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back to green purchasingPurchasing Products that Reduce Toxicity
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Your purchasing program can help protect employee heath and safety by reducing or eliminating the purchase of products whose ingredients are highly toxic, carcinogenic, flammable, or cause skin irritation, respiratory problems, or allergic reactions. Improved safety can, in turn, reduce your company's liability exposure and Worker Compensation claims, and reduce worker absence due to illness or injury. You can also reduce the broader potential environmental impacts of chemicals that might end up in local wastewater systems or contribute to ozone depletion.

The best place to start is the product label. It will not tell the whole story, but it will have basic information about safe use and any health risks. For example, the words caution or warning on the label indicates a hazardous substance. If you see danger, the product is highly flammable, corrosive, or toxic. The EPA has identified 17 chemicals and metals to avoid. You may be surprised to learn that many cleaning products contain one or more of these constituent chemicals.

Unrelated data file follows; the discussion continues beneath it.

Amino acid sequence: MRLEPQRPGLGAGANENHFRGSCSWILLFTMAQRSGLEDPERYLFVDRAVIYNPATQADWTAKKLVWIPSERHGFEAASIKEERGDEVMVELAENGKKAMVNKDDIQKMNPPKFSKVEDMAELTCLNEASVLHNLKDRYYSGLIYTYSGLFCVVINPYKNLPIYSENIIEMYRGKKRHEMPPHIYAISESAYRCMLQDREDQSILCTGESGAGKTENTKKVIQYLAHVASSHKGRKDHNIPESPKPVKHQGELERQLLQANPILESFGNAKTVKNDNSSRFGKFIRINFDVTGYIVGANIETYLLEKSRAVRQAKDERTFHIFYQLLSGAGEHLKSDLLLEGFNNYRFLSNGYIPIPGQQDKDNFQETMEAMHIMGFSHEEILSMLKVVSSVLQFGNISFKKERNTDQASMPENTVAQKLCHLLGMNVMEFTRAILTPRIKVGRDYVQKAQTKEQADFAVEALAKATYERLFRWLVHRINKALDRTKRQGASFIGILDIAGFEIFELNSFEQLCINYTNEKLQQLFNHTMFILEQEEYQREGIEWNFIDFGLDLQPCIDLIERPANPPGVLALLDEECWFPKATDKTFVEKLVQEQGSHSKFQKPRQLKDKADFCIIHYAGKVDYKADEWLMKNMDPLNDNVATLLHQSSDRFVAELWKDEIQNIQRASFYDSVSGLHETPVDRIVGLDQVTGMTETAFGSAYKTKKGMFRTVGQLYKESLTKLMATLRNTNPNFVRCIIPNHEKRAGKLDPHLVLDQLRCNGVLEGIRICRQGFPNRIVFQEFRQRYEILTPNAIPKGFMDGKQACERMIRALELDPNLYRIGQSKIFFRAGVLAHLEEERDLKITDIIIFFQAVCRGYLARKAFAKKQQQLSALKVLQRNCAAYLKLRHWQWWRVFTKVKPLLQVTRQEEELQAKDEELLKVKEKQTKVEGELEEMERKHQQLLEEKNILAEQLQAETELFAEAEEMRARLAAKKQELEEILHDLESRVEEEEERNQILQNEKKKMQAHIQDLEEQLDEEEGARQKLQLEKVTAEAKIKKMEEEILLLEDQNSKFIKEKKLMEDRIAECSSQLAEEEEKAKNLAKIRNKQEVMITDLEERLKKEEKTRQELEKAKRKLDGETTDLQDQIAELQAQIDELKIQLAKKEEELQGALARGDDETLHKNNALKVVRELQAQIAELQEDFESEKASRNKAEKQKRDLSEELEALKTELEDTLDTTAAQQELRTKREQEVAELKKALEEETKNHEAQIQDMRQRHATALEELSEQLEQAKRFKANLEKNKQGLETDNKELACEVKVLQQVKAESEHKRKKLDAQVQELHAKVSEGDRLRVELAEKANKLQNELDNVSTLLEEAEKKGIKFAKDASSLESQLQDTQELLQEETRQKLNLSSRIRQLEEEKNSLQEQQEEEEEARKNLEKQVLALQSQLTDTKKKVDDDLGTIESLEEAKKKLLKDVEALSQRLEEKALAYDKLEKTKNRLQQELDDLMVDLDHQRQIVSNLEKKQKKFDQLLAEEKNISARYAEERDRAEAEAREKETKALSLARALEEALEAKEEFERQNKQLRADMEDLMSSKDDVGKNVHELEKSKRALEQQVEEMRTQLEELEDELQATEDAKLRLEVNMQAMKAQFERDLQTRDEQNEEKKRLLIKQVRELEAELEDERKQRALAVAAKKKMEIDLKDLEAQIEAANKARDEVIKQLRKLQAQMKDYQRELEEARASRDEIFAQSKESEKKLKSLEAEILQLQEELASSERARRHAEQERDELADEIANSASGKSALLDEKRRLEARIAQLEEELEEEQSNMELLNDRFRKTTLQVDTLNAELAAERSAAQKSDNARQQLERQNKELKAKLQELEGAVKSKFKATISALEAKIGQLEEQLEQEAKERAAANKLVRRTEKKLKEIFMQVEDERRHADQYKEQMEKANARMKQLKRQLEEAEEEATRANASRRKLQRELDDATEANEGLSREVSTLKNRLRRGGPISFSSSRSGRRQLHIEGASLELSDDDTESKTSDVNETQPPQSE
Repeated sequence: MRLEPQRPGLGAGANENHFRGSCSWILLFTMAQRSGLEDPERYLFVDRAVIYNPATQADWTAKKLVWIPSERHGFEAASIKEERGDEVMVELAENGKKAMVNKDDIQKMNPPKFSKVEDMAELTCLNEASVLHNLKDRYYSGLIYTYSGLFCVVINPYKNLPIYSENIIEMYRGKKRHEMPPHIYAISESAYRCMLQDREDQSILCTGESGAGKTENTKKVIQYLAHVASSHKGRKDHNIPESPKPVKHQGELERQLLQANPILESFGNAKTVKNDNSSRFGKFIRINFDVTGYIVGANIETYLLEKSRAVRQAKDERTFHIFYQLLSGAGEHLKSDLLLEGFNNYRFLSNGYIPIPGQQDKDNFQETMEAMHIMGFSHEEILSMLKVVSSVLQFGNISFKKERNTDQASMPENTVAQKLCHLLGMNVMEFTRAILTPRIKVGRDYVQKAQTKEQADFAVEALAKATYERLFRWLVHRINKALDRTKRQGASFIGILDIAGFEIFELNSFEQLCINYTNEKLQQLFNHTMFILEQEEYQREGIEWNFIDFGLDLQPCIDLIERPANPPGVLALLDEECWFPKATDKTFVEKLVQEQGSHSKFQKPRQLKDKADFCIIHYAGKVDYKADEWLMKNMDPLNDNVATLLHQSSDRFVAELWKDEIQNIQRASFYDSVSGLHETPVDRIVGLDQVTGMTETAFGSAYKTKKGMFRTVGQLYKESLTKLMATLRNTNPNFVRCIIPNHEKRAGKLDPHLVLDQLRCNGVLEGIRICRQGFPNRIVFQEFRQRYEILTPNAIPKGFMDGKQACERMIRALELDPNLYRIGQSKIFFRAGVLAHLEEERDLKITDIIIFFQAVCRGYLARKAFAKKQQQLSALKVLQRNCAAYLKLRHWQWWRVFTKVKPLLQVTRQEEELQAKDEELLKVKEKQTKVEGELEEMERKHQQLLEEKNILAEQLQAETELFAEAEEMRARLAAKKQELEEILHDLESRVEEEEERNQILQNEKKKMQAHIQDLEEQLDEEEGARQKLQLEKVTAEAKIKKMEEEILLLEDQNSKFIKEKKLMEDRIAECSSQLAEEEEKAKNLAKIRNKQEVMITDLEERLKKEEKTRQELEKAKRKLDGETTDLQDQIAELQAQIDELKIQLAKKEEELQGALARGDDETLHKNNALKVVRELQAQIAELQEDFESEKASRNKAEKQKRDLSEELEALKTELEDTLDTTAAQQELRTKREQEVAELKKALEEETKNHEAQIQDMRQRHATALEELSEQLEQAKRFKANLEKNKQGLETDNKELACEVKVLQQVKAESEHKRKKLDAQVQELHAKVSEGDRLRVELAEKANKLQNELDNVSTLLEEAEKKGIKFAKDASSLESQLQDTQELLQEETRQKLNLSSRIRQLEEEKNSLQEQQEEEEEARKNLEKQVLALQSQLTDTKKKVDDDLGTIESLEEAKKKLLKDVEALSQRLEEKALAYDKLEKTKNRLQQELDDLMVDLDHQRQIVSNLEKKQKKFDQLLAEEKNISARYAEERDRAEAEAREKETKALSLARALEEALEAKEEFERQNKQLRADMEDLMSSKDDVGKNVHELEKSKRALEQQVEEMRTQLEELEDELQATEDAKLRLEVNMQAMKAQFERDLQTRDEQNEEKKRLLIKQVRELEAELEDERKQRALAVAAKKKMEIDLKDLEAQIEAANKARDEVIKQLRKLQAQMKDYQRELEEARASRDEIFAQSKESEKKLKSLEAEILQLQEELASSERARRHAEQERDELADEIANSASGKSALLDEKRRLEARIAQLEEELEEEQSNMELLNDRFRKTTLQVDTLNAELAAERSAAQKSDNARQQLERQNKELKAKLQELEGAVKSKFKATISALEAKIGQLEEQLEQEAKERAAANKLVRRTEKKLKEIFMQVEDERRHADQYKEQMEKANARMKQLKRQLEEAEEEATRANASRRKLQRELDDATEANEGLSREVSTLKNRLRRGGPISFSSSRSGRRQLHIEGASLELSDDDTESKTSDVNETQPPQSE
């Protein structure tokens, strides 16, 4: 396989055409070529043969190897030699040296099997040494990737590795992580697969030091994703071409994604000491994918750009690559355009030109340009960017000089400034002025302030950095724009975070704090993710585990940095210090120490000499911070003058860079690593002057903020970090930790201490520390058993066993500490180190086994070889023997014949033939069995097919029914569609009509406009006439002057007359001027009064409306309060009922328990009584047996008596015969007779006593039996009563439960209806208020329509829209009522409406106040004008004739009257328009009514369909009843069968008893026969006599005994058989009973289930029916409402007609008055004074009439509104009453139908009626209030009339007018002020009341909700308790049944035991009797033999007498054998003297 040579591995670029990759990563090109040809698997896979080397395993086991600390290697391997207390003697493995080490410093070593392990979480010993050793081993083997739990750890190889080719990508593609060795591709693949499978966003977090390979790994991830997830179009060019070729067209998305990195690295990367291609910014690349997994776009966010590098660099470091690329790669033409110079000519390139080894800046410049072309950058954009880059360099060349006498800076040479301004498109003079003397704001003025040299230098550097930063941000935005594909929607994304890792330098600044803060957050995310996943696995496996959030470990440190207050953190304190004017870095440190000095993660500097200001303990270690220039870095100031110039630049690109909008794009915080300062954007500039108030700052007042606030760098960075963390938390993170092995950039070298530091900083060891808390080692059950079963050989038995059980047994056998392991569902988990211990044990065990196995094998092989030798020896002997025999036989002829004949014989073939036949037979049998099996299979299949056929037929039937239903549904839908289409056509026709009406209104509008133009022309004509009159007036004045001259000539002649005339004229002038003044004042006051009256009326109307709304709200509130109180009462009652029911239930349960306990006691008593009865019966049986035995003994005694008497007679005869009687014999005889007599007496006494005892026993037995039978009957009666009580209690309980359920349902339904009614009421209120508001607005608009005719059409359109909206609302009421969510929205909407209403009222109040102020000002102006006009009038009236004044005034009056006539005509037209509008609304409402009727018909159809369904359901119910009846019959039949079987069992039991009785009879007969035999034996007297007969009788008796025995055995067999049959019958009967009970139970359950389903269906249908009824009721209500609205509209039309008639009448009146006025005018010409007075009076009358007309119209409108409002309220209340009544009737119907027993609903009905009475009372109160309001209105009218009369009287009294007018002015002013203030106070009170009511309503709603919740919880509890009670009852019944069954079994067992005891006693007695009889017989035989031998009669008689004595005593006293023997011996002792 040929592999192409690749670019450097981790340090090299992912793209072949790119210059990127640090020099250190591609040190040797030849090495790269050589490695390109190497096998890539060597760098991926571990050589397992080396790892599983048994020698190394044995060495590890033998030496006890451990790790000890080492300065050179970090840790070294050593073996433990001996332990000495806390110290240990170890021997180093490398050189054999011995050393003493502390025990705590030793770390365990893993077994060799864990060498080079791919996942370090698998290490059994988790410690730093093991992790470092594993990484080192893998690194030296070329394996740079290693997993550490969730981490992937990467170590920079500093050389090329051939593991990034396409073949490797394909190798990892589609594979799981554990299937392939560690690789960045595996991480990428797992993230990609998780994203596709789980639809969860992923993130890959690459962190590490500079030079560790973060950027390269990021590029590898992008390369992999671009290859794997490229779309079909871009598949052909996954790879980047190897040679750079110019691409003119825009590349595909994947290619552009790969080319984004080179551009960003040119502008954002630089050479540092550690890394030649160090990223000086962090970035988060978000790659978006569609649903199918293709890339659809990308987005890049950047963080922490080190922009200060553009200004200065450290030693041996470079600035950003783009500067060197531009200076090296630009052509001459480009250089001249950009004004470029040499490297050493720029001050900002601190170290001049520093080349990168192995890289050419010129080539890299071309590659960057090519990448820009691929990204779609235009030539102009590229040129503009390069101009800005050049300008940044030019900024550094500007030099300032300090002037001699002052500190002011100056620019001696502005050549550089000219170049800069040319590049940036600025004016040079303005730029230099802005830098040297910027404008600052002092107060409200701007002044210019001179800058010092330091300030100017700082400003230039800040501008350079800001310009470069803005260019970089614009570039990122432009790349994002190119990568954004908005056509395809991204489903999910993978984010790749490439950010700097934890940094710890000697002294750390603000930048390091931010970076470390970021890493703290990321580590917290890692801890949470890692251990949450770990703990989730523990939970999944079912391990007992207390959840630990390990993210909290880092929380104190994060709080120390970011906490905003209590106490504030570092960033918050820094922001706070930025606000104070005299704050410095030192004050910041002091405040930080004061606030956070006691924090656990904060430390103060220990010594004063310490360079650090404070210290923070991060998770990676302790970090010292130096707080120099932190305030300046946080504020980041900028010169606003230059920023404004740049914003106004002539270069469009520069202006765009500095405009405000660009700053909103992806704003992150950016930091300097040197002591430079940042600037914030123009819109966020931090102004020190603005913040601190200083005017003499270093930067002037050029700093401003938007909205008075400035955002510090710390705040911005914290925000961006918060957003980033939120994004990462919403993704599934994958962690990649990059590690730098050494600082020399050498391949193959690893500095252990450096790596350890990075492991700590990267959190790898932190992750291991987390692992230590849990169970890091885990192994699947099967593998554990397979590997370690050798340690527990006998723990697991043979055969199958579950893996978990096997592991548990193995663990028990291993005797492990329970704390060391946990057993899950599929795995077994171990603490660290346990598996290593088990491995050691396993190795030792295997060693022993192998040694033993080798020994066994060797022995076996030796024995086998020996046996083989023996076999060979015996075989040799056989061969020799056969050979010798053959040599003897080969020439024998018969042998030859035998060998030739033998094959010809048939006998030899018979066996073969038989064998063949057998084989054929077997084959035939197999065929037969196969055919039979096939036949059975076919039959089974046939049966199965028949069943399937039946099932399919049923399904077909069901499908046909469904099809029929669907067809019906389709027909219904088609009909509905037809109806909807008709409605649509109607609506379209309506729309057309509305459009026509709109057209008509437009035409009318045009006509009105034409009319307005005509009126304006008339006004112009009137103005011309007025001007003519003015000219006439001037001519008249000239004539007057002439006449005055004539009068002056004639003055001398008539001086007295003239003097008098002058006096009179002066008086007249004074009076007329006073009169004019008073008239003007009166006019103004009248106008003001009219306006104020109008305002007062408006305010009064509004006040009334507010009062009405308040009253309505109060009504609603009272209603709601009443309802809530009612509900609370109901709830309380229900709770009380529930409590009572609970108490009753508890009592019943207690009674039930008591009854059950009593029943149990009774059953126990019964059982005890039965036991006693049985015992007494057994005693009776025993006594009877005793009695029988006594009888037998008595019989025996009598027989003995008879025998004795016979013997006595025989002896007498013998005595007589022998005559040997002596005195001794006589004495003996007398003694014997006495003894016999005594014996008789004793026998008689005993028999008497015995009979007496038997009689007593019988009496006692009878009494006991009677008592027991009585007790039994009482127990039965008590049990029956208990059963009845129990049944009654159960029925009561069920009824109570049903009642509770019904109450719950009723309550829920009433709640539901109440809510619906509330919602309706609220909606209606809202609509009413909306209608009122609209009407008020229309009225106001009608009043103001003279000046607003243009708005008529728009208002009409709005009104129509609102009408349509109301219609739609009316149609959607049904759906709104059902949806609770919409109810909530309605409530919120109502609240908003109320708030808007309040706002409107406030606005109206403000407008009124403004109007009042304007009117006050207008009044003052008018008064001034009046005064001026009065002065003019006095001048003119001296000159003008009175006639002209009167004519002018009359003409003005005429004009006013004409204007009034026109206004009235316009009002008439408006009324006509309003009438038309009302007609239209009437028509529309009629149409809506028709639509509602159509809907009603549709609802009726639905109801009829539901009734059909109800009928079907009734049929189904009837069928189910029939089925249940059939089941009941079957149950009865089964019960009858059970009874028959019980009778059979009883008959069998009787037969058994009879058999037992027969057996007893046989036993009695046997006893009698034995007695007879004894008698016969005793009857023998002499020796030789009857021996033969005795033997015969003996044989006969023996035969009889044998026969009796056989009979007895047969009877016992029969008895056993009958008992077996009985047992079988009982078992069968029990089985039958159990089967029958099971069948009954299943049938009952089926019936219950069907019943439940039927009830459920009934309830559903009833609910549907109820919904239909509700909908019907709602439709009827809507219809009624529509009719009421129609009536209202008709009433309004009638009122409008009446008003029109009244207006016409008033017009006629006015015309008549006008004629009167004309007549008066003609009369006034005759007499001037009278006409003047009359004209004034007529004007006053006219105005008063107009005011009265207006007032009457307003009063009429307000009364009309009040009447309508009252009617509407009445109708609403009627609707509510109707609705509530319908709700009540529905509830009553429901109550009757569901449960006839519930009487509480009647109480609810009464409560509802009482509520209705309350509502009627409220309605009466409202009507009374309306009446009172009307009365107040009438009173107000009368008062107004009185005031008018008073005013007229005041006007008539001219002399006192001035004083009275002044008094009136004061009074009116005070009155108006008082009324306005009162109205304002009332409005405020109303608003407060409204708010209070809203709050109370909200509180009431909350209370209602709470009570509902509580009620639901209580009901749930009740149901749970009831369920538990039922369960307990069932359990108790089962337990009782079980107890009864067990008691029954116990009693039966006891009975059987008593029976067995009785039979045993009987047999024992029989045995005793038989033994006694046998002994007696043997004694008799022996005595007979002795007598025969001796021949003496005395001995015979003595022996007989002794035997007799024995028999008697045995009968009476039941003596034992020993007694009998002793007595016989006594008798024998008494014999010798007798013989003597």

USEPA 17 Industrial Toxic Chemicals

 1,1,1-trichloroethane
 Benzene
 Cadmium
 Carbon tetrachloride
 Chloroform
 Chromium
 Cyanide
 Lead 
 Mercury
 Methyl ethyl ketone
 Methyl isobutyl ketone
 Methylene chloride
 Nickel
 Tetrachloroethylene
 Toluene
 Trichloroethylene

 Xylenes

Another essential tool for evaluating products or their ingredients is the Material Safety Data Sheet (MSDS). The MSDS is prepared by the product's manufacturer and provides basic information on product ingredients, hazardous characteristics, health and safety impacts, as well as information on how to respond to spills, accidental contact, and other exposures.

Dry Cleaners should note that they have the responsibility to comply with NYC rules governing and restricting the use of perchloroethylene (perc) in order to obtain a permit.

ALSO SEE:
toxics at the workplace

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